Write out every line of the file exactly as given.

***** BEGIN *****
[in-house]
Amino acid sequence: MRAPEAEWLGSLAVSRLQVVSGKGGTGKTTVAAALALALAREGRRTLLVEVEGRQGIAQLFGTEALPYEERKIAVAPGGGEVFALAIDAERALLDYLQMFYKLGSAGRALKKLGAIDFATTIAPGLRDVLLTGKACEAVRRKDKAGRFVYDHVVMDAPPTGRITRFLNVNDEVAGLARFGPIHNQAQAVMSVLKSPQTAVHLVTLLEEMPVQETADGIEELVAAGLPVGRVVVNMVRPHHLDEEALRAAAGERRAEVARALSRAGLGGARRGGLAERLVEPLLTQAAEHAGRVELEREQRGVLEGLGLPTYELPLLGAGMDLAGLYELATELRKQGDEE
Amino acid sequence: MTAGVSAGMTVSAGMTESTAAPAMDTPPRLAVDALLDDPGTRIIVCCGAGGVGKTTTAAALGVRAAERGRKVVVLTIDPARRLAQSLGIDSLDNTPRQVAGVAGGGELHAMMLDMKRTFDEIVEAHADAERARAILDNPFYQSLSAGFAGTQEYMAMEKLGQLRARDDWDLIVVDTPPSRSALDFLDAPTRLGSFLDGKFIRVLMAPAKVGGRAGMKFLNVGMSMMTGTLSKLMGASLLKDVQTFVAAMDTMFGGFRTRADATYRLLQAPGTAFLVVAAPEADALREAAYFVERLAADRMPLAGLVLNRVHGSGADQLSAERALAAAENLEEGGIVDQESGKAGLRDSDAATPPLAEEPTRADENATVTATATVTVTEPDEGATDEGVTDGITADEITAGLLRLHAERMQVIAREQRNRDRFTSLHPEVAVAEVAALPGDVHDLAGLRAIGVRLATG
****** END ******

[in-house]
Amino acid sequence: MRAPEAEWLGSLAVSRLQVVSGKGGTGKTTVAAALALALAREGRRTLLVEVEGRQGIAQLFGTEALPYEERKIAVAPGGGEVFALAIDAERALLDYLQMFYKLGSAGRALKKLGAIDFATTIAPGLRDVLLTGKACEAVRRKDKAGRFVYDHVVMDAPPTGRITRFLNVNDEVAGLARFGPIHNQAQAVMSVLKSPQTAVHLVTLLEEMPVQETADGIEELVAAGLPVGRVVVNMVRPHHLDEEALRAAAGERRAEVARALSRAGLGGARRGGLAERLVEPLLTQAAEHAGRVELEREQRGVLEGLGLPTYELPLLGAGMDLAGLYELATELRKQGDEE
Amino acid sequence: MTAGVSAGMTVSAGMTESTAAPAMDTPPRLAVDALLDDPGTRIIVCCGAGGVGKTTTAAALGVRAAERGRKVVVLTIDPARRLAQSLGIDSLDNTPRQVAGVAGGGELHAMMLDMKRTFDEIVEAHADAERARAILDNPFYQSLSAGFAGTQEYMAMEKLGQLRARDDWDLIVVDTPPSRSALDFLDAPTRLGSFLDGKFIRVLMAPAKVGGRAGMKFLNVGMSMMTGTLSKLMGASLLKDVQTFVAAMDTMFGGFRTRADATYRLLQAPGTAFLVVAAPEADALREAAYFVERLAADRMPLAGLVLNRVHGSGADQLSAERALAAAENLEEGGIVDQESGKAGLRDSDAATPPLAEEPTRADENATVTATATVTVTEPDEGATDEGVTDGITADEITAGLLRLHAERMQVIAREQRNRDRFTSLHPEVAVAEVAALPGDVHDLAGLRAIGVRLATG